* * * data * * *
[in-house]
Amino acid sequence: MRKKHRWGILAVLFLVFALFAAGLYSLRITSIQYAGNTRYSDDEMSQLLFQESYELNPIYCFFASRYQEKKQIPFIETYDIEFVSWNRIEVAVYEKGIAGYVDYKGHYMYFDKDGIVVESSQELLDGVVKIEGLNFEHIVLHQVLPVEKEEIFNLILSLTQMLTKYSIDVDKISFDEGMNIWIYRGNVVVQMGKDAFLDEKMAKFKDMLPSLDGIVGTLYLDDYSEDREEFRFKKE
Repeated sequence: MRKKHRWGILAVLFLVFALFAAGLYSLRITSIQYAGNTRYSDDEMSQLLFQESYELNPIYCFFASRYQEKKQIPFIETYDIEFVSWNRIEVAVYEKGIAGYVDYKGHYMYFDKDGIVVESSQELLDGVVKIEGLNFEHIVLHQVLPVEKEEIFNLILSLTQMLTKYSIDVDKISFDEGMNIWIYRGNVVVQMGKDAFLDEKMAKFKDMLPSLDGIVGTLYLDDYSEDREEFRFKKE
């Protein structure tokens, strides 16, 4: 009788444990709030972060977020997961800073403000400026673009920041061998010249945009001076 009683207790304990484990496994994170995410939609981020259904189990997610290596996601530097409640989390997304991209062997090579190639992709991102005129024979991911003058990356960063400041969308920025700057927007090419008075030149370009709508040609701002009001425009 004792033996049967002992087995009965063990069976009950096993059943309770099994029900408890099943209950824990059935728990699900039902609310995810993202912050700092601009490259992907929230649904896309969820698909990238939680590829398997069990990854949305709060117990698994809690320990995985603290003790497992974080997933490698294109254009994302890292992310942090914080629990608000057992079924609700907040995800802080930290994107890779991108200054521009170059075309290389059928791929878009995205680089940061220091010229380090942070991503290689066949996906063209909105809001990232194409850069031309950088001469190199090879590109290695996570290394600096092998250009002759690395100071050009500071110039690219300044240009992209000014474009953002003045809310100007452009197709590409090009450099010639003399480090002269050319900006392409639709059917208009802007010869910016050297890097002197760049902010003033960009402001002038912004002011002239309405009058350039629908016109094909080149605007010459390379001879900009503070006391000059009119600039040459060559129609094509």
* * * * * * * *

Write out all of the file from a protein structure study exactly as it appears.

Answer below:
[in-house]
Amino acid sequence: MRKKHRWGILAVLFLVFALFAAGLYSLRITSIQYAGNTRYSDDEMSQLLFQESYELNPIYCFFASRYQEKKQIPFIETYDIEFVSWNRIEVAVYEKGIAGYVDYKGHYMYFDKDGIVVESSQELLDGVVKIEGLNFEHIVLHQVLPVEKEEIFNLILSLTQMLTKYSIDVDKISFDEGMNIWIYRGNVVVQMGKDAFLDEKMAKFKDMLPSLDGIVGTLYLDDYSEDREEFRFKKE
Repeated sequence: MRKKHRWGILAVLFLVFALFAAGLYSLRITSIQYAGNTRYSDDEMSQLLFQESYELNPIYCFFASRYQEKKQIPFIETYDIEFVSWNRIEVAVYEKGIAGYVDYKGHYMYFDKDGIVVESSQELLDGVVKIEGLNFEHIVLHQVLPVEKEEIFNLILSLTQMLTKYSIDVDKISFDEGMNIWIYRGNVVVQMGKDAFLDEKMAKFKDMLPSLDGIVGTLYLDDYSEDREEFRFKKE
């Protein structure tokens, strides 16, 4: 009788444990709030972060977020997961800073403000400026673009920041061998010249945009001076 009683207790304990484990496994994170995410939609981020259904189990997610290596996601530097409640989390997304991209062997090579190639992709991102005129024979991911003058990356960063400041969308920025700057927007090419008075030149370009709508040609701002009001425009 004792033996049967002992087995009965063990069976009950096993059943309770099994029900408890099943209950824990059935728990699900039902609310995810993202912050700092601009490259992907929230649904896309969820698909990238939680590829398997069990990854949305709060117990698994809690320990995985603290003790497992974080997933490698294109254009994302890292992310942090914080629990608000057992079924609700907040995800802080930290994107890779991108200054521009170059075309290389059928791929878009995205680089940061220091010229380090942070991503290689066949996906063209909105809001990232194409850069031309950088001469190199090879590109290695996570290394600096092998250009002759690395100071050009500071110039690219300044240009992209000014474009953002003045809310100007452009197709590409090009450099010639003399480090002269050319900006392409639709059917208009802007010869910016050297890097002197760049902010003033960009402001002038912004002011002239309405009058350039629908016109094909080149605007010459390379001879900009503070006391000059009119600039040459060559129609094509």